From squatting to property guardianship and communal living, young people are finding alternative ways to survive the capital’s unaffordable property market.
From squatting to property guardianship and communal living, young people are finding non-traditional ways to survive the capital’s unaffordable property market. The giffgaff Perspectives video series on VICE explores alternative solutions to the housing crisis.
“I guess living in this space with such an affordable price means I don’t have to live on beans on toast,” explains Adelin. “I can eat the way I want.”
For Adelin, her property guardianship of an abandoned classroom in an old primary school gives her the freedom to lead the life she wants to lead. She pays peanuts to the owners so that their property is protected against vandalism and other problems that can befall empty buildings – but the downside is that she could be asked to leave with short notice.
London’s extortionate property prices are increasingly excluding young people from traditional ways of living, such as buying and renting. But, like Adelin, growing numbers are finding creative solutions to find space to call home – despite the capital’s unaffordable property market – and are seeing the benefits to less conventional living arrangements.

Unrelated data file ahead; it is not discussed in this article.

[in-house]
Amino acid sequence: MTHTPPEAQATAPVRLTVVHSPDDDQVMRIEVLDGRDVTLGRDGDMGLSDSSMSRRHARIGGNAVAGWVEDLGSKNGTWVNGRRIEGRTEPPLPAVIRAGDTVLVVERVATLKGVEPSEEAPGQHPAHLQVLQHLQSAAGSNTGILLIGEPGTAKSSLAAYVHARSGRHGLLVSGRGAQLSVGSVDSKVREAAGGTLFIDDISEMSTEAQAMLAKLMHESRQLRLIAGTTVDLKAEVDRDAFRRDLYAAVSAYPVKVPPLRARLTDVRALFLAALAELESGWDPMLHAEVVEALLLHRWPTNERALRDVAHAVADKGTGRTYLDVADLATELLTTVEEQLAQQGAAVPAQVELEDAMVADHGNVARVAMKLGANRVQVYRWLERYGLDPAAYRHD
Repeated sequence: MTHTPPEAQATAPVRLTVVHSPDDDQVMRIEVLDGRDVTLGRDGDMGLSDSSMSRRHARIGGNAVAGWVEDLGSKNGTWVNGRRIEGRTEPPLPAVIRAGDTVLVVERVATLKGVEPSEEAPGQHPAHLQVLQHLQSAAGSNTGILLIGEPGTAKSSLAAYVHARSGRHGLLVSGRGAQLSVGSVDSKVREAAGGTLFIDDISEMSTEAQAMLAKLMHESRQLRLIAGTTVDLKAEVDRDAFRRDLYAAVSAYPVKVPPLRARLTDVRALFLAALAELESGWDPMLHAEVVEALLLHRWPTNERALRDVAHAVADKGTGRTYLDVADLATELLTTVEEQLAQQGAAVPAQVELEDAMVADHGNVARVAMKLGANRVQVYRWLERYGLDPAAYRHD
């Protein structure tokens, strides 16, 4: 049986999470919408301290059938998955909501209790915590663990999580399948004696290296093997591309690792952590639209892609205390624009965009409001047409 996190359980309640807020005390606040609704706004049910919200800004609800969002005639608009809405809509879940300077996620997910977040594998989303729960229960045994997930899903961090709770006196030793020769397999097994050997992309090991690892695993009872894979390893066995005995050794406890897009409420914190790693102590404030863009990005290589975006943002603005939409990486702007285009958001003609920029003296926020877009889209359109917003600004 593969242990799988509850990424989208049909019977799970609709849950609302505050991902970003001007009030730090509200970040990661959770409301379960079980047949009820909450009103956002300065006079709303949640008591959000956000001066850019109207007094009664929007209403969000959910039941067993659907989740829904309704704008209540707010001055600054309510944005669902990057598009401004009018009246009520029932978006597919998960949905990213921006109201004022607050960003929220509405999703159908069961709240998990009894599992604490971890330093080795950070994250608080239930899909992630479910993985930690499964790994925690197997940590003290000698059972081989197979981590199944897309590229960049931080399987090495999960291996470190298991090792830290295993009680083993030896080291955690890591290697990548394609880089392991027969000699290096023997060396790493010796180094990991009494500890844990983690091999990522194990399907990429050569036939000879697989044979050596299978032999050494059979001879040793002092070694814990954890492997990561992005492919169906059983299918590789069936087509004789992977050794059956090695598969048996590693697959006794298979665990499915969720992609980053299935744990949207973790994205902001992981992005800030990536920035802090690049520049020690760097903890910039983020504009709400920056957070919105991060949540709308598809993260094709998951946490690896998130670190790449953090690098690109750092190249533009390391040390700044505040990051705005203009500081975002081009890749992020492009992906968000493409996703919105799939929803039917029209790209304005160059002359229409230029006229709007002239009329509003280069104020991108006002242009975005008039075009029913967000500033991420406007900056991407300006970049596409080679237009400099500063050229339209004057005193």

For Tomas, his squat is far more than just cheap housing. His palatial living space in an old church gives him the opportunity to be creative and experiment in ways that would be impossible in your average flat. His housemates’ band met their bass player there and play their music loud in the church’s grand hall.
Taking a step away from the property ladder also gives people the opportunity to reflect on why London’s housing situation is so dysfunctional in the first place. The capital is home to over twenty thousand empty properties, with a staggering 7,500 unoccupied council houses.
Squatting, property guardianships and living communally in shared spaces, such as converted warehouses or old factories, helps fill empty properties with people and open up new living opportunities.
But coming together to live in unconventional, shared spaces can also be fun, empowering and help create new creative communities. “It’s about going forces together and trying to make a change,” explains Tuttii. “We need to all communicate more, stick together and make a change.”
Find out more about the giffgaff Perspectives video series on VICE, which explores alternative, community-driven solutions to key issues affecting young people.